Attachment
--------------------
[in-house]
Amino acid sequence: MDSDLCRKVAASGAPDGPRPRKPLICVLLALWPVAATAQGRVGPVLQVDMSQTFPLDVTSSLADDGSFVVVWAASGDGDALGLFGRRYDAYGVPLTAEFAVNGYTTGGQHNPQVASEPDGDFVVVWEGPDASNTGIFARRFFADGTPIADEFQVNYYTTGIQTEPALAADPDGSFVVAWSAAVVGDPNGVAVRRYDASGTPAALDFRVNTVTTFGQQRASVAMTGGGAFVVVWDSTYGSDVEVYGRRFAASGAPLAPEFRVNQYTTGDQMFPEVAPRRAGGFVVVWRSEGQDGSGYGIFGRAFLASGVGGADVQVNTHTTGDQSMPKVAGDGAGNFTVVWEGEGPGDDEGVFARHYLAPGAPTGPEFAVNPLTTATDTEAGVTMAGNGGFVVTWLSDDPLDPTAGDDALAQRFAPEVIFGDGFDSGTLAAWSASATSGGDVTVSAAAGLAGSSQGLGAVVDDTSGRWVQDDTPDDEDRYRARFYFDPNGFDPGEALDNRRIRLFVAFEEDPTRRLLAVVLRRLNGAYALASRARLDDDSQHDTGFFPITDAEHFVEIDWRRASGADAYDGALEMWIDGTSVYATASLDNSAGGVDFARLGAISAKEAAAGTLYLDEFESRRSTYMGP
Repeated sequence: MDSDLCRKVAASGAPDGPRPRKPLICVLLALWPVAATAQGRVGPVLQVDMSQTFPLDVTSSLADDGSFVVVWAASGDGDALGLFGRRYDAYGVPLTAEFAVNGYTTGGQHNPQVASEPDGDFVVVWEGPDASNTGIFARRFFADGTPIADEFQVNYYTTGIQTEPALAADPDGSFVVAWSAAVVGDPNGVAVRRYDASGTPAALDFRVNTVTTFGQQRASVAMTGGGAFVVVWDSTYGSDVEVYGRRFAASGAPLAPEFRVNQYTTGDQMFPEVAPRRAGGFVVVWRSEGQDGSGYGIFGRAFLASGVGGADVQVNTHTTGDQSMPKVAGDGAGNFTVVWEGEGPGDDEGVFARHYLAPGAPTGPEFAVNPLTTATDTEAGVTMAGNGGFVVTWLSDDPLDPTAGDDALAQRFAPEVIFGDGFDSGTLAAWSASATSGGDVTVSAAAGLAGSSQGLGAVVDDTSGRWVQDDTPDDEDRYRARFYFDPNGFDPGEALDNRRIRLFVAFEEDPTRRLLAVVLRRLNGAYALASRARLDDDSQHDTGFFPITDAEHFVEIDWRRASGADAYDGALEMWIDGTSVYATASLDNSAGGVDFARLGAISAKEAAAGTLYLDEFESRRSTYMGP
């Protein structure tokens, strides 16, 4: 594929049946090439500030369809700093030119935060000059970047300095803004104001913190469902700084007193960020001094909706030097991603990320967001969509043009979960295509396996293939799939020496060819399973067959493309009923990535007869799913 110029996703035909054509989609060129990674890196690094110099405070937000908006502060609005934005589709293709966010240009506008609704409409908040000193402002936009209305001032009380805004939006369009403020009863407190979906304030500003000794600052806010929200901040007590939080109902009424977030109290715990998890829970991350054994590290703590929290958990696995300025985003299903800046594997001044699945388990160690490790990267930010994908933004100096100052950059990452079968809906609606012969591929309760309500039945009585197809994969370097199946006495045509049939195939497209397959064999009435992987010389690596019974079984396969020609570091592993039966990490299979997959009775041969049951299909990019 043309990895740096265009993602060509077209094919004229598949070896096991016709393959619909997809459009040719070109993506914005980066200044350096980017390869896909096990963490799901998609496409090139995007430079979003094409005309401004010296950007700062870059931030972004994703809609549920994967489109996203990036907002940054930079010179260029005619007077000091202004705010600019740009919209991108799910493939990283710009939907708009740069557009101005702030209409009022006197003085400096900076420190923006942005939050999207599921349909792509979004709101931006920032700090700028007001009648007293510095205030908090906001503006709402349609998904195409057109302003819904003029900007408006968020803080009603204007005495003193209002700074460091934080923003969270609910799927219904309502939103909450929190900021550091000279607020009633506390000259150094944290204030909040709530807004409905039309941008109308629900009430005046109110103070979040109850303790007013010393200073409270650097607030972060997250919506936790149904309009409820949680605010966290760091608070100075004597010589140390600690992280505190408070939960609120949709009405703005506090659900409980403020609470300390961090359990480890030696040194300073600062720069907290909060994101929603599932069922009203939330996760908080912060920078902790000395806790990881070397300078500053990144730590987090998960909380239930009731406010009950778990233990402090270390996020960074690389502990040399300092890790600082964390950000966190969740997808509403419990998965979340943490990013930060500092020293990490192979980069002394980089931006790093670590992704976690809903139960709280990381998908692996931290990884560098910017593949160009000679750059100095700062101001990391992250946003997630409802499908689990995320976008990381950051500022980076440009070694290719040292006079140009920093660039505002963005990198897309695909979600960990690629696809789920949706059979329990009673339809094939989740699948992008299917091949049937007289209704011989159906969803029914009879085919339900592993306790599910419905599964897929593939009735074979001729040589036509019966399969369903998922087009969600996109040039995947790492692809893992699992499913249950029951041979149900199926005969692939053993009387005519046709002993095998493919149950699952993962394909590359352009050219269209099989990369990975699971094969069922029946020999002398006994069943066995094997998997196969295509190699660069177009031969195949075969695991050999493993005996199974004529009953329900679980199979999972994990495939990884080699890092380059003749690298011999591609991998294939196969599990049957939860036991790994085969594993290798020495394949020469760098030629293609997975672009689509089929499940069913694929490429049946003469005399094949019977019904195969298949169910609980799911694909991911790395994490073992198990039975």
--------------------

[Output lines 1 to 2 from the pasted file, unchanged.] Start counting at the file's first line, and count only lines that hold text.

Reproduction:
[in-house]
Amino acid sequence: MDSDLCRKVAASGAPDGPRPRKPLICVLLALWPVAATAQGRVGPVLQVDMSQTFPLDVTSSLADDGSFVVVWAASGDGDALGLFGRRYDAYGVPLTAEFAVNGYTTGGQHNPQVASEPDGDFVVVWEGPDASNTGIFARRFFADGTPIADEFQVNYYTTGIQTEPALAADPDGSFVVAWSAAVVGDPNGVAVRRYDASGTPAALDFRVNTVTTFGQQRASVAMTGGGAFVVVWDSTYGSDVEVYGRRFAASGAPLAPEFRVNQYTTGDQMFPEVAPRRAGGFVVVWRSEGQDGSGYGIFGRAFLASGVGGADVQVNTHTTGDQSMPKVAGDGAGNFTVVWEGEGPGDDEGVFARHYLAPGAPTGPEFAVNPLTTATDTEAGVTMAGNGGFVVTWLSDDPLDPTAGDDALAQRFAPEVIFGDGFDSGTLAAWSASATSGGDVTVSAAAGLAGSSQGLGAVVDDTSGRWVQDDTPDDEDRYRARFYFDPNGFDPGEALDNRRIRLFVAFEEDPTRRLLAVVLRRLNGAYALASRARLDDDSQHDTGFFPITDAEHFVEIDWRRASGADAYDGALEMWIDGTSVYATASLDNSAGGVDFARLGAISAKEAAAGTLYLDEFESRRSTYMGP